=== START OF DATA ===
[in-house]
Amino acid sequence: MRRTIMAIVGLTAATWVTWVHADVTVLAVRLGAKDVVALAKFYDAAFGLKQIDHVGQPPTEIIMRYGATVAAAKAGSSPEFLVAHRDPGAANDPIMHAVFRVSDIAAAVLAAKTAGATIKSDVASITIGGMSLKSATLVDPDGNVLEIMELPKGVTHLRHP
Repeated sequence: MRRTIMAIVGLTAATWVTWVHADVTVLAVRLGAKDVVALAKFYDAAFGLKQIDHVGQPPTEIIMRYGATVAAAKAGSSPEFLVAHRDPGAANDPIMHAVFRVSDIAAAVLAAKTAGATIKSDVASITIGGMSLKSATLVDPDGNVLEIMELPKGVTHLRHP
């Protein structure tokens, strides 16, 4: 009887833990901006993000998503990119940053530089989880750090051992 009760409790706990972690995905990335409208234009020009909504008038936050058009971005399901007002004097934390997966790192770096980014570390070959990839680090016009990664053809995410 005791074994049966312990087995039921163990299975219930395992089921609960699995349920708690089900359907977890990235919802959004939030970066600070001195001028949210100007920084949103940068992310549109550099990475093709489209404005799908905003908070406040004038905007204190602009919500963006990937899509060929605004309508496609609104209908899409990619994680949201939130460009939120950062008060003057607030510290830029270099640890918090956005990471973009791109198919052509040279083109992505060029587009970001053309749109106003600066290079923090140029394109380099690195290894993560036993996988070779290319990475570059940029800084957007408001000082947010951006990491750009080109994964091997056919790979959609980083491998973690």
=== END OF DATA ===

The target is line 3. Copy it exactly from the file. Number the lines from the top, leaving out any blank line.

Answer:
Repeated sequence: MRRTIMAIVGLTAATWVTWVHADVTVLAVRLGAKDVVALAKFYDAAFGLKQIDHVGQPPTEIIMRYGATVAAAKAGSSPEFLVAHRDPGAANDPIMHAVFRVSDIAAAVLAAKTAGATIKSDVASITIGGMSLKSATLVDPDGNVLEIMELPKGVTHLRHP